I am reworking a university student satisfaction survey. The original survey asked about experiences of discrimination (asked problematically, so I want to rethink them). In trying to remain somewhat aligned with pervious years, I found questions on another student satisfaction survey, but I would love thoughts on issues around this approach, or other suggestions that might be a better way to ask these questions. An example is: Discrimination based on race/ethnicity is rare in my program. with matrix style questions with this same stem on sexual orientation, gender identity, socioeconomic status, and ability. Thank you so much for any support with this!
Hi there @krgrace - great question! There are a lot of folks working on how to do this in colleges and universities. It’s a thorny problem since individuals experiencing discrimination may not be aware that they are in that moment - they may not have any counterfactual experience to compare it with. However, that doesn’t mean that asking people isn’t valuable.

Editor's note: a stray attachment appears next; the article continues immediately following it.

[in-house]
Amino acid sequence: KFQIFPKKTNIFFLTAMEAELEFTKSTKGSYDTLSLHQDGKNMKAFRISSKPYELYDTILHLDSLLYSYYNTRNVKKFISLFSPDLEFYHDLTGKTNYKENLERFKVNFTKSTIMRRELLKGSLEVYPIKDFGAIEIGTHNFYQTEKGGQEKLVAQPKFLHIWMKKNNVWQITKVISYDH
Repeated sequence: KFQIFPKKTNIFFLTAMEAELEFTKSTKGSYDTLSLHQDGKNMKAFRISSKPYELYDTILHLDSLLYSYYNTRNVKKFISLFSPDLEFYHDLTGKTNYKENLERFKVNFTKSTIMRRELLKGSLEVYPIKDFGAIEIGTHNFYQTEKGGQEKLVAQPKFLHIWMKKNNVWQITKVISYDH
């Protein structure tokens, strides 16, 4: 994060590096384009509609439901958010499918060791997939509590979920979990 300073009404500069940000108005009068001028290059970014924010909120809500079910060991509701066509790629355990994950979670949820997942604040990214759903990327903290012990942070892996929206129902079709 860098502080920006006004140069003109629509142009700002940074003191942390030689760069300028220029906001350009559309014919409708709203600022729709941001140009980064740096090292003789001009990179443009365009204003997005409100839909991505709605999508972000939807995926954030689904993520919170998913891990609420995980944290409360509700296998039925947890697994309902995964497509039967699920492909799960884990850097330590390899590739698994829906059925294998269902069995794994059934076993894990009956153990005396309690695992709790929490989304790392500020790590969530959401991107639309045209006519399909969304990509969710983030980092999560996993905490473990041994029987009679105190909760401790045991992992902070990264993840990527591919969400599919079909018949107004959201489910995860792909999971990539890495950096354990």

One of the best resources I know of that specifically lists survey questions and validated scale instruments to measure discrimination is from Dr. David Williams here:
Here is an example of some of these questions being tested at a university in the US (what country are you in?)
Sometimes it’s an interesting and useful thing to compare individuals’ responses to more systemic measures of racism. Dr. Paris Adkins-Jackson talks about how to do that here:
thank you so much for these resources! They are very helpful in thinking through this.